Make us your home page
Instagram

Regrets flow over Progress Energy rate hike

Facing outrage from customers and opposition from Tampa Bay legislators, Progress Energy may consider a compromise to soften the nuclear wallop expected to hit electric bills in January.

Progress Energy won approval to raise bills 25 percent to pay for higher 2008 fuel costs and for early costs of its $17-billion nuclear project in Levy County. A 2-year-old state law allows the St. Petersburg utility to charge customers for the nuclear project years before it starts producing power.

State Sen. Mike Fasano, who voted for the nuclear cost legislation, now says that his vote was a mistake. He did not realize just how high bills would go, he said. He plans to introduce legislation next year that would repeal or modify the law.

"If I had it do over again, I would not vote for it," Fasano said.

Jeff Lyash, president and chief executive of Progress Energy, said Thursday afternoon, "We're not at all opposed to a dialogue as to whether there are alternatives that could meet all of our objectives, and lower the short-term price to the customer."

Under the 2006 law, Progress Energy customers pay for certain construction and financing costs while the project is being built. That acts almost like a down payment, reducing borrowing costs, Lyash said. If customers don't pay as they go, the interest will raise the cost significantly.

If the law is repealed, Lyash said, "We would not be able to build this project."

State Sen. Lee Constantine, the Altamonte Springs Republican who sponsored the nuclear bill, said he still believes the law is necessary. However, he did not foresee the severity of the impact on customers.

"Clearly, we never envisioned that it would be this much just two years later," Constantine said.

Constantine wants to change the law so that the Public Service Commission has the latitude to spread the costs out over time to avoid the "rate shock" of sharp increases.

The nuclear charge will add about $13 a month to the bill of the average residential customer, or about 10 percent more than today's bill.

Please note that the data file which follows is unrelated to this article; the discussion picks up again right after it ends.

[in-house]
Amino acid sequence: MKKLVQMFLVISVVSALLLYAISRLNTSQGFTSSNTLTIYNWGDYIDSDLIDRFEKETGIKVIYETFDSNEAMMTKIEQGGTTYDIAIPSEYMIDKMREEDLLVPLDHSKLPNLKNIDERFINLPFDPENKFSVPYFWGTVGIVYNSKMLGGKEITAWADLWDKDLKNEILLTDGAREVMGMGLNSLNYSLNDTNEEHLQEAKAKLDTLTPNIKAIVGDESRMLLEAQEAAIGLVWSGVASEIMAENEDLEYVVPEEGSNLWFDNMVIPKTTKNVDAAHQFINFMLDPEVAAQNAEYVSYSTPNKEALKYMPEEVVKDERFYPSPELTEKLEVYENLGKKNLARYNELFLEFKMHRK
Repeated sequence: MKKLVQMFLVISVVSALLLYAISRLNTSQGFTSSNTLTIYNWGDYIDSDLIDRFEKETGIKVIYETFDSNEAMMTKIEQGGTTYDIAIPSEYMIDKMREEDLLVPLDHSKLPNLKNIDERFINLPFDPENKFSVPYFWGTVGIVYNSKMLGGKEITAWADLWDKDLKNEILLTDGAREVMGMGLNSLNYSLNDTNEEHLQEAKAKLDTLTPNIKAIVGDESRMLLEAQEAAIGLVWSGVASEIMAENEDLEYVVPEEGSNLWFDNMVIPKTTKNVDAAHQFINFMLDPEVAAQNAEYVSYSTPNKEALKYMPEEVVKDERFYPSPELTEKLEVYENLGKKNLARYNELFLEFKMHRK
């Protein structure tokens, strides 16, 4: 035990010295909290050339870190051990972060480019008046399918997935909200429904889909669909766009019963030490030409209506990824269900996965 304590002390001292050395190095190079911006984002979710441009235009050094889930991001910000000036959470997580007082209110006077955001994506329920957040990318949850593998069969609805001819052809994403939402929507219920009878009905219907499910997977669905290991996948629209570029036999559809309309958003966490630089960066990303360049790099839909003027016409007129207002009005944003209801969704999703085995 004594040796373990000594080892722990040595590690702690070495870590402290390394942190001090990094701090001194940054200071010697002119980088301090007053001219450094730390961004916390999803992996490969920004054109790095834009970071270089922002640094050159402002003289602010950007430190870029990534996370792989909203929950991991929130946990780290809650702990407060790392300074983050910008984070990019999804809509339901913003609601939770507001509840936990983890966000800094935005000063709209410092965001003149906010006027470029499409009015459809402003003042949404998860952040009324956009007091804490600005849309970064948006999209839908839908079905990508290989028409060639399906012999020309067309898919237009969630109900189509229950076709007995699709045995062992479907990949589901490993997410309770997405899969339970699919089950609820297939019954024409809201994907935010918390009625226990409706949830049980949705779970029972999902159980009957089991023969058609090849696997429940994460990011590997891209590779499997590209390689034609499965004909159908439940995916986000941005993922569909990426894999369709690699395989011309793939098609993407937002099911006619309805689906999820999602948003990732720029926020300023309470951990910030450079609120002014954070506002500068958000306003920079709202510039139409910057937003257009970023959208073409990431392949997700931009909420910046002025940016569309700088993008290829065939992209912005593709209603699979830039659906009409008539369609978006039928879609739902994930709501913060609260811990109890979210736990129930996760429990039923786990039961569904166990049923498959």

The rest of the 25 percent increase pays for fuel. Under state law, utilities are not allowed to profit from fuel. It is a pass through to consumers.

Asjylyn Loder can be reached at [email protected] or (813) 225-3117.

Regrets flow over Progress Energy rate hike 12/11/08 [Last modified: Wednesday, December 17, 2008 2:25pm]
Photo reprints | Article reprints

© 2017 Tampa Bay Times

    

Join the discussion: Click to view comments, add yours

Loading...
  1. Carrollwood fitness center employs scientific protocol to help clients

    Business

    In 2005, Al Roach and Virginia Phillips, husband and wife, opened 20 Minutes to Fitness in Lakewood Ranch, and last month they opened the doors to their new location in Carrollwood.

    Preston Fisher, a personal fitness coach at 20 Minutes To Fitness, stands with an iPad while general manager/owner Angela Begin conducts an equipment demonstration. The iPad is used to track each client's information and progress. I also included one shot of just the equipment. The center recently opened in Carrollwood. Photo by Danielle Hauser.
  2. Olive Tree branches out to Wesley Chapel

    Business

    WESLEY CHAPEL — When it came time to open a second location of The Olive Tree, owners John and Donna Woelfel, decided that Wesley Chapel was the perfect place.

    The Olive Tree expands its offerings of "ultra premium?€ extra virgin olive oils (EVOO) to a second location in Wesley Chapel. Photo by Danielle Hauser.
  3. Massachusetts firm buys Tampa's Element apartment tower

    Real Estate

    TAMPA — Downtown Tampa's Element apartment tower sold this week to a Massachusetts-based real estate investment company that plans to upgrade the skyscraper's amenities and operate it long-term as a rental community.

    The Element apartment high-rise at 808 N Franklin St. in downtown Tampa has been sold to a Northland Investment Corp., a Massachusetts-based real estate investment company. JIM DAMASKE  |  Times
  4. New York town approves Legoland proposal

    News

    GOSHEN, N.Y. — New York is one step closer to a Lego dreamland. Goshen, a small town about fifty miles northwest of the Big Apple, has approved the site plan for a $500 million Legoland amusement park.

    A small New York town, Goshen approved the site plan for a $500 million Legoland amusement park. Legoland Florida is in Winter Haven. [Times file  photo]
  5. Jordan Park to get $20 million makeover and new senior housing

    Real Estate

    By WAVENEY ANN MOORE

    Times Staff Writer

    ST. PETERSBURG —The St. Petersburg Housing Authority, which bought back the troubled Jordan Park public housing complex this year, plans to spend about $20 million to improve the 237-unit property and construct a new three-story building for …

    Jordan Park, the historic public housing complex, is back in the hands of the St. Petersburg Housing Authority. The agency is working to improve the 237-unit complex. But the latest plan to build a new three-story building for seniors will mean 31 families have to find new homes. [LARA CERRI   |   Tampa Bay Times]